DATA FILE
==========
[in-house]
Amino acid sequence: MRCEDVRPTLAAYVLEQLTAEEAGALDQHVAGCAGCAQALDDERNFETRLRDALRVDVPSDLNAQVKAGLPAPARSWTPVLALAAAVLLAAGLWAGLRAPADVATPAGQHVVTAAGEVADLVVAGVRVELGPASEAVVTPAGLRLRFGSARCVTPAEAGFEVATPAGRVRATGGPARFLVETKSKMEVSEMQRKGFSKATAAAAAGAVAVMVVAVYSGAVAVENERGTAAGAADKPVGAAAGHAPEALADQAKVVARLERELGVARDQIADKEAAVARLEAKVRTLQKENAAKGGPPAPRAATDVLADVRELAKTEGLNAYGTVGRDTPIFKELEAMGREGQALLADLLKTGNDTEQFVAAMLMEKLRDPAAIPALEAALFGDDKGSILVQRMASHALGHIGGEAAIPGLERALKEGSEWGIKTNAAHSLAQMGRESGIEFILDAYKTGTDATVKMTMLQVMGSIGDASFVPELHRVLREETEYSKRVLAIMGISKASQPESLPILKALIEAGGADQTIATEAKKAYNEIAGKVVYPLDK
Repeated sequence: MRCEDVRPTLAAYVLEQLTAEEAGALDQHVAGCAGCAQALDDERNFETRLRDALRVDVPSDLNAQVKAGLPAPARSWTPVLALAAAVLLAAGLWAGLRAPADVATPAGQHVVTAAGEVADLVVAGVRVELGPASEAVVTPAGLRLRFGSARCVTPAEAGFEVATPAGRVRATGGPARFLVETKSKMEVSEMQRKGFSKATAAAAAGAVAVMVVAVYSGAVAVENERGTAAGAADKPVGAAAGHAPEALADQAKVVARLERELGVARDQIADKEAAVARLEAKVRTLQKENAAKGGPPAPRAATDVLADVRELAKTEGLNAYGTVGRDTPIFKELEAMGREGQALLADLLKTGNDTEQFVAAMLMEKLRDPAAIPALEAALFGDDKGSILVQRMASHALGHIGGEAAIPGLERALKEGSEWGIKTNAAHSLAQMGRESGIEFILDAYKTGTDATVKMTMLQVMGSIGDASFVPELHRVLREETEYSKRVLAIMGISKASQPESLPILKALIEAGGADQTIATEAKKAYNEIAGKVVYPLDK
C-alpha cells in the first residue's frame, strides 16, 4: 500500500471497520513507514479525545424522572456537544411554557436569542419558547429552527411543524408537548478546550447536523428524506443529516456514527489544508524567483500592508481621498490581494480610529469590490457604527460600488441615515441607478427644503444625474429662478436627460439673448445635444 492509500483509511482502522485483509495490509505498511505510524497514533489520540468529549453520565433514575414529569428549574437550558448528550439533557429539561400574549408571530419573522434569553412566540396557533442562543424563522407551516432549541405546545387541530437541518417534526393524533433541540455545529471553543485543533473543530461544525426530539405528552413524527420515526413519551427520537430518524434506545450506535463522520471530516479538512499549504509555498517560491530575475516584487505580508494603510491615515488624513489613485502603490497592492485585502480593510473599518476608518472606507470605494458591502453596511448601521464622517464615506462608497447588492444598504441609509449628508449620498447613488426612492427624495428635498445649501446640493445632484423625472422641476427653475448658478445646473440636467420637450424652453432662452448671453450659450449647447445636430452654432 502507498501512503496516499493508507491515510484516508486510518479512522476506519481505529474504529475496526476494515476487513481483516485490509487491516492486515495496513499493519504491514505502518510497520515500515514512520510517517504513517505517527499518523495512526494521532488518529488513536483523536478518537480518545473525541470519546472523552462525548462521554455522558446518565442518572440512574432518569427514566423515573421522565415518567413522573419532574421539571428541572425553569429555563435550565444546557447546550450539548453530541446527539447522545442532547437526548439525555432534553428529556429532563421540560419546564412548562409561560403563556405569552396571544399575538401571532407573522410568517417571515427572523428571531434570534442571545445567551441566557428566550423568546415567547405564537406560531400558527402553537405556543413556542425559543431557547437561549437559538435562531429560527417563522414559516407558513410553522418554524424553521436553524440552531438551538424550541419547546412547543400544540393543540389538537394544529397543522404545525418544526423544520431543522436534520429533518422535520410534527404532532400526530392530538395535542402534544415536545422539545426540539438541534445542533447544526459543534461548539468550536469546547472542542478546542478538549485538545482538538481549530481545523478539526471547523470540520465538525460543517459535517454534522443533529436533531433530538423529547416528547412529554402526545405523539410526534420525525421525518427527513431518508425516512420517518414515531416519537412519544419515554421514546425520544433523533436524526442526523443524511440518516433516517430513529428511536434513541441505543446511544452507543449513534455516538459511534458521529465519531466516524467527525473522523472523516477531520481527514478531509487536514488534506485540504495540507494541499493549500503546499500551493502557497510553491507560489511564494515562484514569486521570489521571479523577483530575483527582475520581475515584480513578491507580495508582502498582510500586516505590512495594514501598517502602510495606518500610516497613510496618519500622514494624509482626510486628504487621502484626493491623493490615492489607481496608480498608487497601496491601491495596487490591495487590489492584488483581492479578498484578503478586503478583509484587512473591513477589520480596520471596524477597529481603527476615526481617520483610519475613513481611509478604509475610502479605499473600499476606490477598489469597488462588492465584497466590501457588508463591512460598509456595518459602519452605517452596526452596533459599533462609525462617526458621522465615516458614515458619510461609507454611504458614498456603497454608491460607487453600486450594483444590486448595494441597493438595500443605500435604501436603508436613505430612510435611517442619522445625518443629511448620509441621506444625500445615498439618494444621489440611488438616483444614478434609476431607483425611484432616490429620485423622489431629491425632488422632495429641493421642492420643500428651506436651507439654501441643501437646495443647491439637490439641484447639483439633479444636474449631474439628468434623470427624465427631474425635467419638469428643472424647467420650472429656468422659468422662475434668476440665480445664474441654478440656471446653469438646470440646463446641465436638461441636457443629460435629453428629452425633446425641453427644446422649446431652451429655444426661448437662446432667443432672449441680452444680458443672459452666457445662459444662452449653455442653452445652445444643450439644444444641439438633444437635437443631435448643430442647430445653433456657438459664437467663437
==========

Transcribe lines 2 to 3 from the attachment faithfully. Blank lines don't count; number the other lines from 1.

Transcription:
Amino acid sequence: MRCEDVRPTLAAYVLEQLTAEEAGALDQHVAGCAGCAQALDDERNFETRLRDALRVDVPSDLNAQVKAGLPAPARSWTPVLALAAAVLLAAGLWAGLRAPADVATPAGQHVVTAAGEVADLVVAGVRVELGPASEAVVTPAGLRLRFGSARCVTPAEAGFEVATPAGRVRATGGPARFLVETKSKMEVSEMQRKGFSKATAAAAAGAVAVMVVAVYSGAVAVENERGTAAGAADKPVGAAAGHAPEALADQAKVVARLERELGVARDQIADKEAAVARLEAKVRTLQKENAAKGGPPAPRAATDVLADVRELAKTEGLNAYGTVGRDTPIFKELEAMGREGQALLADLLKTGNDTEQFVAAMLMEKLRDPAAIPALEAALFGDDKGSILVQRMASHALGHIGGEAAIPGLERALKEGSEWGIKTNAAHSLAQMGRESGIEFILDAYKTGTDATVKMTMLQVMGSIGDASFVPELHRVLREETEYSKRVLAIMGISKASQPESLPILKALIEAGGADQTIATEAKKAYNEIAGKVVYPLDK
Repeated sequence: MRCEDVRPTLAAYVLEQLTAEEAGALDQHVAGCAGCAQALDDERNFETRLRDALRVDVPSDLNAQVKAGLPAPARSWTPVLALAAAVLLAAGLWAGLRAPADVATPAGQHVVTAAGEVADLVVAGVRVELGPASEAVVTPAGLRLRFGSARCVTPAEAGFEVATPAGRVRATGGPARFLVETKSKMEVSEMQRKGFSKATAAAAAGAVAVMVVAVYSGAVAVENERGTAAGAADKPVGAAAGHAPEALADQAKVVARLERELGVARDQIADKEAAVARLEAKVRTLQKENAAKGGPPAPRAATDVLADVRELAKTEGLNAYGTVGRDTPIFKELEAMGREGQALLADLLKTGNDTEQFVAAMLMEKLRDPAAIPALEAALFGDDKGSILVQRMASHALGHIGGEAAIPGLERALKEGSEWGIKTNAAHSLAQMGRESGIEFILDAYKTGTDATVKMTMLQVMGSIGDASFVPELHRVLREETEYSKRVLAIMGISKASQPESLPILKALIEAGGADQTIATEAKKAYNEIAGKVVYPLDK